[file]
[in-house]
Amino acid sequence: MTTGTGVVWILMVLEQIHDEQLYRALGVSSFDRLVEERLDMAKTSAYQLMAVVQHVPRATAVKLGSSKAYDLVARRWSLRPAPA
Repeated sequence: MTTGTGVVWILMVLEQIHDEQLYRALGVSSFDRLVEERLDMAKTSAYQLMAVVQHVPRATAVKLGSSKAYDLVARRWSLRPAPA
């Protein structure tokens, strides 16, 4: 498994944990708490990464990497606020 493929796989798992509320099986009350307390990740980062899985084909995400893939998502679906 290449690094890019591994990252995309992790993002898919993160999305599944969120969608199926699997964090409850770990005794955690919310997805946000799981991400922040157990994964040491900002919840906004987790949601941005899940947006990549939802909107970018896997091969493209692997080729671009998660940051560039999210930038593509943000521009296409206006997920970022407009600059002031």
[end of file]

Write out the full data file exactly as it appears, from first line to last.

[in-house]
Amino acid sequence: MTTGTGVVWILMVLEQIHDEQLYRALGVSSFDRLVEERLDMAKTSAYQLMAVVQHVPRATAVKLGSSKAYDLVARRWSLRPAPA
Repeated sequence: MTTGTGVVWILMVLEQIHDEQLYRALGVSSFDRLVEERLDMAKTSAYQLMAVVQHVPRATAVKLGSSKAYDLVARRWSLRPAPA
């Protein structure tokens, strides 16, 4: 498994944990708490990464990497606020 493929796989798992509320099986009350307390990740980062899985084909995400893939998502679906 290449690094890019591994990252995309992790993002898919993160999305599944969120969608199926699997964090409850770990005794955690919310997805946000799981991400922040157990994964040491900002919840906004987790949601941005899940947006990549939802909107970018896997091969493209692997080729671009998660940051560039999210930038593509943000521009296409206006997920970022407009600059002031």